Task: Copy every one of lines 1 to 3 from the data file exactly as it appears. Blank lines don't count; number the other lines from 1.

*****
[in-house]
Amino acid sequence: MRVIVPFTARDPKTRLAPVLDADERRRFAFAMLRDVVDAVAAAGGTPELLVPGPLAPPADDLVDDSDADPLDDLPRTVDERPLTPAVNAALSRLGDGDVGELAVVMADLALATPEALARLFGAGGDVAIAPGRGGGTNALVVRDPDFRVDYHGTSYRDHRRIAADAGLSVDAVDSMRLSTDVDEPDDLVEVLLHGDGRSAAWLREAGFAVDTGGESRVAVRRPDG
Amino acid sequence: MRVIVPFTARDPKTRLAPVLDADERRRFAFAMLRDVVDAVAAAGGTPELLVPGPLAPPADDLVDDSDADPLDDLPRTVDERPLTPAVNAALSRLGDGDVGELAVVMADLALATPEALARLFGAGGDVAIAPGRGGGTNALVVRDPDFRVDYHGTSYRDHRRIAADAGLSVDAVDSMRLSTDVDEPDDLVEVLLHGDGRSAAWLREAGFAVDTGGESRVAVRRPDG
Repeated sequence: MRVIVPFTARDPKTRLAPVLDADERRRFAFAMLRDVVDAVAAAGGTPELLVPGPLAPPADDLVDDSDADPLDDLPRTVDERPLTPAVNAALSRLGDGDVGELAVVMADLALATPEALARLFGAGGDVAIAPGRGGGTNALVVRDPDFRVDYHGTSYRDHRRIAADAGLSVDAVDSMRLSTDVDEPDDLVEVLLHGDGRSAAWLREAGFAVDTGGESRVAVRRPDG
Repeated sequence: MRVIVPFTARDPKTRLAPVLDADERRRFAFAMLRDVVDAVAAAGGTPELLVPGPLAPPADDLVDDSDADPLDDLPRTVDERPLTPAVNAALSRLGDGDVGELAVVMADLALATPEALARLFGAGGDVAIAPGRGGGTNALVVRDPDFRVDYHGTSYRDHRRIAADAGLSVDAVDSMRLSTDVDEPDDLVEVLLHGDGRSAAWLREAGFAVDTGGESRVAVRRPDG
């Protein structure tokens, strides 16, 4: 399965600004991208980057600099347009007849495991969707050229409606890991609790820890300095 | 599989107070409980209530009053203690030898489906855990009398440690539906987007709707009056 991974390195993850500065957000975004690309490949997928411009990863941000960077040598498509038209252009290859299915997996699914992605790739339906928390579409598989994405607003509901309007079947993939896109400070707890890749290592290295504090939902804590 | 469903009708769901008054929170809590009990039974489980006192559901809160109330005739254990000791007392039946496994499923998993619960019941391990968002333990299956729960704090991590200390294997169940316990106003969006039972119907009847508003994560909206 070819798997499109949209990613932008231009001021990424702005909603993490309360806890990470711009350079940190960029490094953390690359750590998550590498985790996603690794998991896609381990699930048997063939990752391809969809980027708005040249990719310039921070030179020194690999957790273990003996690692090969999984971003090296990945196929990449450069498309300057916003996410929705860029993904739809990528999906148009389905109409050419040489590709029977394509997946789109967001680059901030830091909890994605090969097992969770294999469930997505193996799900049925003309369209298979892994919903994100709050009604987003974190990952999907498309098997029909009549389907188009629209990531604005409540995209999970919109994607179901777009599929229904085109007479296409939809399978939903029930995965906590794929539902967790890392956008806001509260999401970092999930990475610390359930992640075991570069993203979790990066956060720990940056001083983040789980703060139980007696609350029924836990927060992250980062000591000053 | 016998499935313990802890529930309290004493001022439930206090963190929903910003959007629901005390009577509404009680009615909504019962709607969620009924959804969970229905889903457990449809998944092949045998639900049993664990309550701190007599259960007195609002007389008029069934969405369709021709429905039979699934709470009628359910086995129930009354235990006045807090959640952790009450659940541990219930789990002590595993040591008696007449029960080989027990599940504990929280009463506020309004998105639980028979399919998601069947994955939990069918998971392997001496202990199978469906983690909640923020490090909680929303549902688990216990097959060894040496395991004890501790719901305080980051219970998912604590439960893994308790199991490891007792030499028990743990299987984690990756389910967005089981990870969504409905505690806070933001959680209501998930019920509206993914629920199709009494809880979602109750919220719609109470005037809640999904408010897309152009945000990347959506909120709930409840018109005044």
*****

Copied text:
[in-house]
Amino acid sequence: MRVIVPFTARDPKTRLAPVLDADERRRFAFAMLRDVVDAVAAAGGTPELLVPGPLAPPADDLVDDSDADPLDDLPRTVDERPLTPAVNAALSRLGDGDVGELAVVMADLALATPEALARLFGAGGDVAIAPGRGGGTNALVVRDPDFRVDYHGTSYRDHRRIAADAGLSVDAVDSMRLSTDVDEPDDLVEVLLHGDGRSAAWLREAGFAVDTGGESRVAVRRPDG
Amino acid sequence: MRVIVPFTARDPKTRLAPVLDADERRRFAFAMLRDVVDAVAAAGGTPELLVPGPLAPPADDLVDDSDADPLDDLPRTVDERPLTPAVNAALSRLGDGDVGELAVVMADLALATPEALARLFGAGGDVAIAPGRGGGTNALVVRDPDFRVDYHGTSYRDHRRIAADAGLSVDAVDSMRLSTDVDEPDDLVEVLLHGDGRSAAWLREAGFAVDTGGESRVAVRRPDG